An "Anti Brothel" campaign launched by abolitionist or "end sex work" groups has severely crippled our plans for this initiative. Reactionary reports of "Olympic Brothels" which lied about the intentions of this enterprise have turned into a far reaching campaign on going for more than a year. These groups are generously funded and have the resources to maintain their attacks stating everything from organized crime being in control of the brothel to how no first nations people were consulted.
This project reflects the diversity of the sex working community as it includes women, men and trans-individuals as well as those from different 'classes' and varying capacities and abilities. More specifically, sex workers engaged are multi-literate and culturally diverse. First Nations, Asian, Caucasian, Black workers and those of mixed race are currently invested.
Cooperative business models by their very nature are not controlled by any one person. The idea that organized crime would control the activities of the safe work site is ridiculous and inflammatory. These statements were intended to undermine public confidence in the safe work site and it's planned activities and it seems to have had some effect.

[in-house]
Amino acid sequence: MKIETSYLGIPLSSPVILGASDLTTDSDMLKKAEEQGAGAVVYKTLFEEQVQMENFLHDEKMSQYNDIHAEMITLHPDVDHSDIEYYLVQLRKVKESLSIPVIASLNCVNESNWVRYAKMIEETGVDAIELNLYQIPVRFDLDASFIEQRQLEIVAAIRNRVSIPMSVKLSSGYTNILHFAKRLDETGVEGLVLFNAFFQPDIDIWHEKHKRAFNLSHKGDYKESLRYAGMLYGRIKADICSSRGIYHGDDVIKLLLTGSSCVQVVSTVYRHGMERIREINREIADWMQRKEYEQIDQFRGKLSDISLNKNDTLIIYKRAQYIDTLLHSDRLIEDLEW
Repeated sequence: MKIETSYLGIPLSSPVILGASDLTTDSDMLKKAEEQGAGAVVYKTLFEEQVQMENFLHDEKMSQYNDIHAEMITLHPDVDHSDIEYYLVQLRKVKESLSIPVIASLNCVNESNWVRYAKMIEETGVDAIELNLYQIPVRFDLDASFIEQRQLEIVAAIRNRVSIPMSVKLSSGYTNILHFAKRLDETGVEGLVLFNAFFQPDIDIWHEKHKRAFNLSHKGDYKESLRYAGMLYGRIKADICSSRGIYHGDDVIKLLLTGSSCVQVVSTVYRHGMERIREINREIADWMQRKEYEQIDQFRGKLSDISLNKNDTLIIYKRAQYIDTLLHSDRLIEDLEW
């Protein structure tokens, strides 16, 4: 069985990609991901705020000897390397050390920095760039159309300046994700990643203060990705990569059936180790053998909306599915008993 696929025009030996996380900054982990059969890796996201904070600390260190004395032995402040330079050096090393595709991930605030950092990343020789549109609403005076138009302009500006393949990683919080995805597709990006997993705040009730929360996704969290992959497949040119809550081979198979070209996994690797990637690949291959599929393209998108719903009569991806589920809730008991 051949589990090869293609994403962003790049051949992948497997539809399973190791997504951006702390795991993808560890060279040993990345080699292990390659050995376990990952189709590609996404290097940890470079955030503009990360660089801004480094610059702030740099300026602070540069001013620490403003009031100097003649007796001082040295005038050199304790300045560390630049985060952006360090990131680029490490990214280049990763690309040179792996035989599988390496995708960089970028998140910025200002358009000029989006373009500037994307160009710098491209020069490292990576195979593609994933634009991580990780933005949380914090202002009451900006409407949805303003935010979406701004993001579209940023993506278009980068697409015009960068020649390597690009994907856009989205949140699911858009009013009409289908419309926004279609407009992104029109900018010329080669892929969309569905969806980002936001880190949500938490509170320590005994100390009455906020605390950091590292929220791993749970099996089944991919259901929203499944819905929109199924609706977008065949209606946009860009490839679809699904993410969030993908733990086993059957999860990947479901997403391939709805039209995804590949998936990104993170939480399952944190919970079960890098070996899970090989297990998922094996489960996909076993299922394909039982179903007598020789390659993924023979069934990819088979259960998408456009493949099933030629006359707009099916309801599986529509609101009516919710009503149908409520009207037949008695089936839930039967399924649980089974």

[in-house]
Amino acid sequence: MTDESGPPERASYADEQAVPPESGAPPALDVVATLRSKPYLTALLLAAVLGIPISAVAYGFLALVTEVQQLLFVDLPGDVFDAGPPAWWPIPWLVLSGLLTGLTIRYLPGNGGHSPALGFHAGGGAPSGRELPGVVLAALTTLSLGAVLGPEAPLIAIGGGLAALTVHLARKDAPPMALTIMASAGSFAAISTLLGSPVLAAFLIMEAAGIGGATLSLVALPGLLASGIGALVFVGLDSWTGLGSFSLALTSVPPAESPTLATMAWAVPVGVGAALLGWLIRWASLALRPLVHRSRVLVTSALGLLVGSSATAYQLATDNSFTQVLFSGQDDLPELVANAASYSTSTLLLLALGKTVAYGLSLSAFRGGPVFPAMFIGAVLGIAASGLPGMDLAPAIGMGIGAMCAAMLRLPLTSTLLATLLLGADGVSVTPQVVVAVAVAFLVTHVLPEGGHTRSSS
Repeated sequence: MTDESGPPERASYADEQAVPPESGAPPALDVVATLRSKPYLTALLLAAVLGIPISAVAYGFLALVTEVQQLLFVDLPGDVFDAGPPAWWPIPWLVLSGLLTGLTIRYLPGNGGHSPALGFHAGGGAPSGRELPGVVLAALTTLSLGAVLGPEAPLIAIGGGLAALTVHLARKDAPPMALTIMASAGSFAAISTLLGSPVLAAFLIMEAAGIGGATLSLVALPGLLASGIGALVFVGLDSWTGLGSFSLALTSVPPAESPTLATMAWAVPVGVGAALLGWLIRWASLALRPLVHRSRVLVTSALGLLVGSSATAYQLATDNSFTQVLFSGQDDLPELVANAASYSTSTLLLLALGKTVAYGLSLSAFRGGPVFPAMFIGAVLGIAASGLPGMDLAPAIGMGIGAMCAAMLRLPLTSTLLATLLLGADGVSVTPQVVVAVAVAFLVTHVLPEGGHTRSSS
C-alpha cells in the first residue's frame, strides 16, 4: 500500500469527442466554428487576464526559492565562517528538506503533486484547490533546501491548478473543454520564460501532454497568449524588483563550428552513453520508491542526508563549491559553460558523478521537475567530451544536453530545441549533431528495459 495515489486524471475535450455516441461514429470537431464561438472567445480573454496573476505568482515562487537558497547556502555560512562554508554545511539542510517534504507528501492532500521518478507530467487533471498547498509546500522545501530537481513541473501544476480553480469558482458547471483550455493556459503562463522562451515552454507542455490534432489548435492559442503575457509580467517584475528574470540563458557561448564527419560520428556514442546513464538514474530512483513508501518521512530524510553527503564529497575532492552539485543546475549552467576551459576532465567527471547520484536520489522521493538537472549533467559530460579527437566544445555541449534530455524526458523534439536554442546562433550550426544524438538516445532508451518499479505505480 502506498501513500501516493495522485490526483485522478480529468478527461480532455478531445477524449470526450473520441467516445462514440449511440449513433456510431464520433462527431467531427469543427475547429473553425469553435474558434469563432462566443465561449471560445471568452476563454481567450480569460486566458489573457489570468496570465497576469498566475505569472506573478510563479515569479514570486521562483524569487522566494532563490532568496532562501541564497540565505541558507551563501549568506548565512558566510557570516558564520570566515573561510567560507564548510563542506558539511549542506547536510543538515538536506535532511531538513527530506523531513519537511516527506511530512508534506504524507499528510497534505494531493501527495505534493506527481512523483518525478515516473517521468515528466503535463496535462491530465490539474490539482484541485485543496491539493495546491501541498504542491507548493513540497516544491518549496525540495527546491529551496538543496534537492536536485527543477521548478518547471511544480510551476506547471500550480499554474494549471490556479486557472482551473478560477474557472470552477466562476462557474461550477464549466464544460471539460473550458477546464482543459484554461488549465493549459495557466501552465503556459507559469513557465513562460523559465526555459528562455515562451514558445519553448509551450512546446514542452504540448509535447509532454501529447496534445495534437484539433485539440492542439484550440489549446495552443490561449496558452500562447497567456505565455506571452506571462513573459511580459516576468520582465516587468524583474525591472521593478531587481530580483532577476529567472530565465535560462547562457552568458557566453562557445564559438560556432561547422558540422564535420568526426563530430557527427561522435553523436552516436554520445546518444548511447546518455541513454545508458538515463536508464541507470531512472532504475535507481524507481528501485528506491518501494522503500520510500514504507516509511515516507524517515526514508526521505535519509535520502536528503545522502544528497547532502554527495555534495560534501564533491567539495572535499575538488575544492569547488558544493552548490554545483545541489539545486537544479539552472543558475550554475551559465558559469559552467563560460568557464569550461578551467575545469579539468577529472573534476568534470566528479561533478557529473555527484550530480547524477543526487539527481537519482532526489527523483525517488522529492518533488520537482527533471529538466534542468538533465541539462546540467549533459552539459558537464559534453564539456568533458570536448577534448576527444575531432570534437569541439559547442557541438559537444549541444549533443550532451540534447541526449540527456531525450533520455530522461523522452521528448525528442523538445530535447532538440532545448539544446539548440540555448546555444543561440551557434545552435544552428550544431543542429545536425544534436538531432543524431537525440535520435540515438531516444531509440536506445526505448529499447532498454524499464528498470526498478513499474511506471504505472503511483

Article 22 in the International Charter of Human Rights defends a person from arbitrary attacks upon their honour and reputation. The effects of these attacks upon our ability to fulfill this objective are proof of why that provision exists in the Charter. We did enquire into legal recourse but unfortunately no lawyers were willing to risk engaging on our behalf. The Sex Industry Community is still not seen as a distinct culture and as a result we have difficulty defending our human rights on many levels.
Because of the systematic targeting and elimination of the safer indoor sex work venues and limited numbers of highly competed for jobs, sex workers in the downtown east side cannot find work in the safer indoor work environments. Why are sex industry workers within these high end escorting/massage venues seen as valuable and worth protecting? Do the workers on the street not deserve health, safety and dignity at work?
Article 1 of the Charter states all are to be treated equally in the eyes of the law. Clearly this fundamental rule is being overlooked in many ways including what is described above.
Currently, we are on hold with this enterprise as we try to raise funds to see our plans through.